The publishing industry has a big—albeit unique—diversity problem: It’s got too many women. Straight, white women, to be exact.
Minority writers and others who don’t fit that above profile have spoken out in the past about the homogeneity of the industry, with Man Booker-prize winner Marlon James going so far as to accuse publishersof seeking fiction that specifically “panders to that archetype of the white woman—that long-suffering, astringent prose set in suburbia.” This week, children’s book publisher Lee & Low, a minority-led company that advocates for diversity in the publishing industry, released the results of year-long research that finds a grain of truth in those claims.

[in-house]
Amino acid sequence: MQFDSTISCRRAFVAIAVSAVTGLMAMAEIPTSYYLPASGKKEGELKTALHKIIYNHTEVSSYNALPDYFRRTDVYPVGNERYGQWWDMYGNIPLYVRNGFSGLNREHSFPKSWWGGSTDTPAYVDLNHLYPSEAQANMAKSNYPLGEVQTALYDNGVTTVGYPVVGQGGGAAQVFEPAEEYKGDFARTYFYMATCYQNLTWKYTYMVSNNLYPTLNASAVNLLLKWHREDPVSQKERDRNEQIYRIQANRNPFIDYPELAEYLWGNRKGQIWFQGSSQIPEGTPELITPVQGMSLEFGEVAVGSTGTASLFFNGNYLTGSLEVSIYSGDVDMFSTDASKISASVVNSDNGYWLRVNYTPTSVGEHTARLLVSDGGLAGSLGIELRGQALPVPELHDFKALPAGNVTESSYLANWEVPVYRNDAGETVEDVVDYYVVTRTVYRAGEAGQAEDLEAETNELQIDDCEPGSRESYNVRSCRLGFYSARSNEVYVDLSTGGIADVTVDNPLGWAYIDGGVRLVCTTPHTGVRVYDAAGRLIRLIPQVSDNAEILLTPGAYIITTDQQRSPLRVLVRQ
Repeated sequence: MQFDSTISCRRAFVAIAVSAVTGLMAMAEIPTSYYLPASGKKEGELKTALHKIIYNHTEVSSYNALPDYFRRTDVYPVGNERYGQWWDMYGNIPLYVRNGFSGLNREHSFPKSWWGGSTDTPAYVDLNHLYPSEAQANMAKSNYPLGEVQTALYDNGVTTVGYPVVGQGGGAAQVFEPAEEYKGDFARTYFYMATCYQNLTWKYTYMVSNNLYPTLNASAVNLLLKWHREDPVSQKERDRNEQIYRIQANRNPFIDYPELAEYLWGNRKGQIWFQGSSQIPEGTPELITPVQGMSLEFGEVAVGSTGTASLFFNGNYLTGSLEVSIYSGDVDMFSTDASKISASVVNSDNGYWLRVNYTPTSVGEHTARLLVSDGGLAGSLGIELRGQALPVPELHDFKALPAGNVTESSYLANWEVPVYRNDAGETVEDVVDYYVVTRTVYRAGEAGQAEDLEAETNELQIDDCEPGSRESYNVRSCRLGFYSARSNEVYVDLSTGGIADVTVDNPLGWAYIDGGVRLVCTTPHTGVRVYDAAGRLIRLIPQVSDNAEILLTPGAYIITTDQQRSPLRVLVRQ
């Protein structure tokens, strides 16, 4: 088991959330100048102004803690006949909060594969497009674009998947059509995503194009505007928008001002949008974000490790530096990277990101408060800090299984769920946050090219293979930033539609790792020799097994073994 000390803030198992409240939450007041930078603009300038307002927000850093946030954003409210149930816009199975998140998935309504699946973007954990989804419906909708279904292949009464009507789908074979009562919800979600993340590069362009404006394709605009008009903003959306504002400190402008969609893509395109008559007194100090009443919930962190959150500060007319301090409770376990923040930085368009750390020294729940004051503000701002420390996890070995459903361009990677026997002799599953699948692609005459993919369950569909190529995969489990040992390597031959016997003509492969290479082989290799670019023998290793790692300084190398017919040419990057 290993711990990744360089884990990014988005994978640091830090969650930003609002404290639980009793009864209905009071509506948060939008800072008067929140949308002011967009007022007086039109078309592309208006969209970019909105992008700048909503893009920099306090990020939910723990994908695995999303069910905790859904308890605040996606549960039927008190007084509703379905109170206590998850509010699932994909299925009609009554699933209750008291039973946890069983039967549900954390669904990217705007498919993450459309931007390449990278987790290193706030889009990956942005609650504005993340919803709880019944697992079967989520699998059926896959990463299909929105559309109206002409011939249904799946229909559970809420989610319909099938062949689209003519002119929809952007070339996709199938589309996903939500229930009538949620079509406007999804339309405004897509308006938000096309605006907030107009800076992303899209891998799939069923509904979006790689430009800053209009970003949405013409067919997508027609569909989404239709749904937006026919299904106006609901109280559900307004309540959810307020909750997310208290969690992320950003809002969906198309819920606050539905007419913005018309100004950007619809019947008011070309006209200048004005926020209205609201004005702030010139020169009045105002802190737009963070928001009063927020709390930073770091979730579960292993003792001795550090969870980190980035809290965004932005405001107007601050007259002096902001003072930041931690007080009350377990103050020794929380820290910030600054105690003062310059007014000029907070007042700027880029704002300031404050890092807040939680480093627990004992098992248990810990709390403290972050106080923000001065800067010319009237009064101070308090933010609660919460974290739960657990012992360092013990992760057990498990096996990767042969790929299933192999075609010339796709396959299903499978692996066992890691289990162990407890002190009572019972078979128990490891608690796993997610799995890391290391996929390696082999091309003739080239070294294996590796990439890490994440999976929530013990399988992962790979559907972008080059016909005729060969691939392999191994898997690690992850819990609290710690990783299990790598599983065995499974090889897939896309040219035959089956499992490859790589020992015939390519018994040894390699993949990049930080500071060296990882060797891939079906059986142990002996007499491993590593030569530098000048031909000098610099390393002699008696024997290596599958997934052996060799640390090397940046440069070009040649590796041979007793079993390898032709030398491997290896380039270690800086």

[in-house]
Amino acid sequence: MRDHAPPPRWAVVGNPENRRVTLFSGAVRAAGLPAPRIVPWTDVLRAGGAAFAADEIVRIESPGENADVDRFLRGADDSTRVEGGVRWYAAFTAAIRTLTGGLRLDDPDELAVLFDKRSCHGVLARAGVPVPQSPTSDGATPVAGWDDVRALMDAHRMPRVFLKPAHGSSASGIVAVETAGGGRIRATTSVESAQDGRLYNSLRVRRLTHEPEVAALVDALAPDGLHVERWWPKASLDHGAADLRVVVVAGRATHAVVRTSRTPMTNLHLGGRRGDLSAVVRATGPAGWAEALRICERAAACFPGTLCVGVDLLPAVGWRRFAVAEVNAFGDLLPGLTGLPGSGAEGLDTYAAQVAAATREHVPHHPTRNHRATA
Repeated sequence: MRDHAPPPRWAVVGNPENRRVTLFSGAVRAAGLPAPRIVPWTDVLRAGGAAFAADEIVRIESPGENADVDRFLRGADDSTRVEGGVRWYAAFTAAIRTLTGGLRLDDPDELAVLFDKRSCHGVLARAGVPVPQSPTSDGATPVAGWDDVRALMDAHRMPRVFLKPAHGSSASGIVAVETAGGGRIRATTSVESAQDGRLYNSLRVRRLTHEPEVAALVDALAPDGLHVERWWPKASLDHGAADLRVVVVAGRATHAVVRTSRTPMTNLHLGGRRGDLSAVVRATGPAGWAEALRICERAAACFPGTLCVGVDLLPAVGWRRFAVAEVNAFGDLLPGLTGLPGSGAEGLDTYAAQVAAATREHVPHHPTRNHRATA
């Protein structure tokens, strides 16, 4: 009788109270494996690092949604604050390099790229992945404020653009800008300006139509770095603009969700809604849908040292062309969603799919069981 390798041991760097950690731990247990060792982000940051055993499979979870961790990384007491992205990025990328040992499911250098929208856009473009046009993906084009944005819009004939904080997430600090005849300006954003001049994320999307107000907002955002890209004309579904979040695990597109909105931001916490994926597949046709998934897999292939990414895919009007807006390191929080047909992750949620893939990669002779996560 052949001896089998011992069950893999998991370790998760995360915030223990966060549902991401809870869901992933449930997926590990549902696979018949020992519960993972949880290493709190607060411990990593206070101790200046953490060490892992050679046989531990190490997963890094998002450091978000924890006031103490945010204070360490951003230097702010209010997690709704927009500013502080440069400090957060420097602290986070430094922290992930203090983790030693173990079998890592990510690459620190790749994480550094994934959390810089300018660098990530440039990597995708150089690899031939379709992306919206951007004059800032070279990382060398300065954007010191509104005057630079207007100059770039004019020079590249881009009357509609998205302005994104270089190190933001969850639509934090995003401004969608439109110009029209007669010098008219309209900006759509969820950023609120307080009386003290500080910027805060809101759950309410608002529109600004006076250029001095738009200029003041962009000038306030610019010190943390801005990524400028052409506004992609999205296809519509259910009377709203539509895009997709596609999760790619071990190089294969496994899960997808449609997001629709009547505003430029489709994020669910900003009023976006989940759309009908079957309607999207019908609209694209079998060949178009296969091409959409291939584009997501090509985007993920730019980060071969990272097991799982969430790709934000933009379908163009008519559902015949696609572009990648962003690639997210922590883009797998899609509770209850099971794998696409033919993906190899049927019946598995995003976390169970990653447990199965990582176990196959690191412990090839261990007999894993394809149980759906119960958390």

Lee & Low sent more than 13,000 surveys to publishing employees in the US and Canada. The polls—which got a response rate of 25%, including from some of North America’s biggest publishers, like Penguin Random House and MacMillan—suggest that every sector within publishing is dominated by people who identify as white, female, and heterosexual. Overall, 78% of the industry self-reported as female, and 88% as straight. (The exception to this trend is at the executive level, where there’s a more-or-less even breakdown of gender.)